1 July, 2019IndustriALL Global Union has called on the president of Kazakhstan to intervene in the trial of Erlan Baltabay, a prominent trade union leader who is facing eight years in a jail and lifetime ban on holding a union position. The court is due to give its verdict any day.
The move comes just a week after Kazakhstan came under scrutiny for its poor record on trade union rights at the International Labour Conference.
Baltabay is on trial for the misappropriation of approximately US$28,000 of union dues. Baltabay says the money is still in his possession but denies fraud, saying he acted to protect the money for his members after his petrochemical workers’ union, Decent Work, was forcibly dissolved in 2015.
In an intervention at the Conference’s Committee of the Application of Standards on 18 June, IndustriALL condemned the inadmissible situation of workers’ rights in Kazakhstan. The country was examined for violating ILO Convention 87 on freedom of association and the right to organize.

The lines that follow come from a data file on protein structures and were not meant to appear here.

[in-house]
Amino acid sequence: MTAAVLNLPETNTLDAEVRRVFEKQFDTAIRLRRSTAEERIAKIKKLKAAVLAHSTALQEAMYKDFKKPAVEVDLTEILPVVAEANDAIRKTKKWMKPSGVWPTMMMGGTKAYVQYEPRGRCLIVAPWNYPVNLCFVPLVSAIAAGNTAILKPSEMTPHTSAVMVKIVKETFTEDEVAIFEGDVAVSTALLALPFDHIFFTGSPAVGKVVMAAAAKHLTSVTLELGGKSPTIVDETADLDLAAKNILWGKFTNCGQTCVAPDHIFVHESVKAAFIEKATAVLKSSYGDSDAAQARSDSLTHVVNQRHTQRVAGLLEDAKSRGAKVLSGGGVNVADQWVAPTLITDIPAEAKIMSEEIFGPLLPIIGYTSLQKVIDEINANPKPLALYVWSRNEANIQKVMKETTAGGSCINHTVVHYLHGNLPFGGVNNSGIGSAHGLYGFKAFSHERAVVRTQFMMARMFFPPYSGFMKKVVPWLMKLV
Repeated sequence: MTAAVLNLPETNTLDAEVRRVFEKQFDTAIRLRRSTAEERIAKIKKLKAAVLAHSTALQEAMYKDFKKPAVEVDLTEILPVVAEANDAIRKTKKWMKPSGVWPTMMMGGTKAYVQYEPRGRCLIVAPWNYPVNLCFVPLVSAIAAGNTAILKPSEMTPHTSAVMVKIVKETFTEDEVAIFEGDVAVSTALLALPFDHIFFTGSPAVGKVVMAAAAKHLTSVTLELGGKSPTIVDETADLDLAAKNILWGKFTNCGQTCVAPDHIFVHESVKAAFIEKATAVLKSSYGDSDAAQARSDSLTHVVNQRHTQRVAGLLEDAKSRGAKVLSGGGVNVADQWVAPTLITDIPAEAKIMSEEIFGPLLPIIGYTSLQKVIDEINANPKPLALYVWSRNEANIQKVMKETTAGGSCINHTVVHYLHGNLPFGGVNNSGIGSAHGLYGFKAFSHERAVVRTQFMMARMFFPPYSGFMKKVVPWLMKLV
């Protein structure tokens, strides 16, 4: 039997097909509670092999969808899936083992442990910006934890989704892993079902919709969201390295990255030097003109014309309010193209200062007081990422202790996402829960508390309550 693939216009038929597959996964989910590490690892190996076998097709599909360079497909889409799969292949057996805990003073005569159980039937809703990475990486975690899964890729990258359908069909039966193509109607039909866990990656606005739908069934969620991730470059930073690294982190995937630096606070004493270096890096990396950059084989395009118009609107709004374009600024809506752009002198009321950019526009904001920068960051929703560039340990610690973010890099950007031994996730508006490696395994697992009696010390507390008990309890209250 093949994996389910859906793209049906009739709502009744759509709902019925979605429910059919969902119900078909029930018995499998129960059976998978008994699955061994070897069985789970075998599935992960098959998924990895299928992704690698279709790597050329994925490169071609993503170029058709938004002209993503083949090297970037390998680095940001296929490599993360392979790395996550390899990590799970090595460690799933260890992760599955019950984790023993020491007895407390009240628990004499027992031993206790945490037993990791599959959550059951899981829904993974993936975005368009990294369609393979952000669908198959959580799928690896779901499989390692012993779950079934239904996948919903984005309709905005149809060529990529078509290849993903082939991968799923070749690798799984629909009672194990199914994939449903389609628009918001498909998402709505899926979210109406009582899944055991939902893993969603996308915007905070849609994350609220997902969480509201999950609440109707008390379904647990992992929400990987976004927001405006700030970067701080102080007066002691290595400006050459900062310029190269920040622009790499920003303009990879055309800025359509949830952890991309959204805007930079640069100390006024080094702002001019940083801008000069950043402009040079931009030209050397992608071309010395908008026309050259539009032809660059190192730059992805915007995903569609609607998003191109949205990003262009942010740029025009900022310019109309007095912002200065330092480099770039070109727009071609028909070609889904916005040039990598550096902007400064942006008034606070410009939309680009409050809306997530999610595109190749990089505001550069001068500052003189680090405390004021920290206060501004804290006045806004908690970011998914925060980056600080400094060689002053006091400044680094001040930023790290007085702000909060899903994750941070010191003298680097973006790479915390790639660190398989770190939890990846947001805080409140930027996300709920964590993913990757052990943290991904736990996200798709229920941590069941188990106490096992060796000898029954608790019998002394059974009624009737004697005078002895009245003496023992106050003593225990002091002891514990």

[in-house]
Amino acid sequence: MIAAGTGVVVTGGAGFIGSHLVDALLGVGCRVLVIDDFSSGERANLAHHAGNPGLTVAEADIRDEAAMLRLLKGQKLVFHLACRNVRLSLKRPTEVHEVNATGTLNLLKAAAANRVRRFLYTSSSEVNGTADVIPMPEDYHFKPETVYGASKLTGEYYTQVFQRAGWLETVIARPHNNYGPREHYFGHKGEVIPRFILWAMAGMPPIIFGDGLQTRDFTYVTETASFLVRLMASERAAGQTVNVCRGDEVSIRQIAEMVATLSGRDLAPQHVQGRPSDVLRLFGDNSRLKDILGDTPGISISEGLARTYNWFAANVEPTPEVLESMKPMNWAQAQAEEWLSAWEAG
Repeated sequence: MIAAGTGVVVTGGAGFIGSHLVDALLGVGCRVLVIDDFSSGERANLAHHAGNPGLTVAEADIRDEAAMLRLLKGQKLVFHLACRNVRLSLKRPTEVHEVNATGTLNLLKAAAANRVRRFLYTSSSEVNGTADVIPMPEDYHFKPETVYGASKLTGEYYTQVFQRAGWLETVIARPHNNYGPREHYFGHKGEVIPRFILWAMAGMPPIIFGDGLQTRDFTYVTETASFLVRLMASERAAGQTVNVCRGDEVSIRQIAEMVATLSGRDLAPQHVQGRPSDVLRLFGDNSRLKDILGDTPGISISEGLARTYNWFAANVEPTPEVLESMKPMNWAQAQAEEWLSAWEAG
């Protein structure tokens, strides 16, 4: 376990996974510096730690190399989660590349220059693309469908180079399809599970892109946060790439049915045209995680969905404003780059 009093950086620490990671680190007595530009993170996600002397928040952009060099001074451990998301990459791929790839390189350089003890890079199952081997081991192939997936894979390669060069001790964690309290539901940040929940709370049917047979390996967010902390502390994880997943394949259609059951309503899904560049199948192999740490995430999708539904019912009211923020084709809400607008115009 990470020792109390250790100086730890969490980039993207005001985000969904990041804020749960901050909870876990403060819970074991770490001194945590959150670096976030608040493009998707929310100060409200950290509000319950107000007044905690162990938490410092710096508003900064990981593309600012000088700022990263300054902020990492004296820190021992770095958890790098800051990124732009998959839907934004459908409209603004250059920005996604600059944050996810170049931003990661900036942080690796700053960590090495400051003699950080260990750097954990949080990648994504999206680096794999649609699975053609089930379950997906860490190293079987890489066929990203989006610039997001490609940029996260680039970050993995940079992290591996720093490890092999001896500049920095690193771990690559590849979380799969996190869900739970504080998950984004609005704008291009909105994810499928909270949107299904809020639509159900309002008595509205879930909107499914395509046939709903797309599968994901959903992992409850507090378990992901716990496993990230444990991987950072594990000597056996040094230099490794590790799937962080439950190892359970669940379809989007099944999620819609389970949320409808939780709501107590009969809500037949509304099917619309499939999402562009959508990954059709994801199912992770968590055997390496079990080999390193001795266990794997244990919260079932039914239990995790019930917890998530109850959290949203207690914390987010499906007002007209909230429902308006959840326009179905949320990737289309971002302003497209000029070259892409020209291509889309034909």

The law on trade unions in Kazakhstan makes it extremely difficult for unions to be registered and the criminal code is being used to criminalize strike action in the country.
At the same time, independent union leaders, such as Larisa Kharkova, Amin Eleusinov and Nurbek Kushakbaev, have been punished and persecuted through the courts. The trio received the Arthur Svensson prize for trade union rights in 2018.
In a letter to the Kazakh president, Kassym-Jomart Tokayev, IndustriALL’s general secretary, Valter Sanches, said:
“We condemn both the ongoing trial (of Baltabay) and the earlier criminal procedures against Larisa Kharkova, Amin Eleusinov and Nurbek Kushakbaev, as well as attempts to repress leaders of independent trade unions and prevent them from performing their union related work. We further believe that the intention is to foster an atmosphere of fear and prevent other activists and workers from exercising their universally recognized fundamental rights and freedoms.”
Sanches also called on the president to adhere to the recommendations made by the Committee on the Application of Standards to improve trade union rights in the country after a “persistent” lack of progress.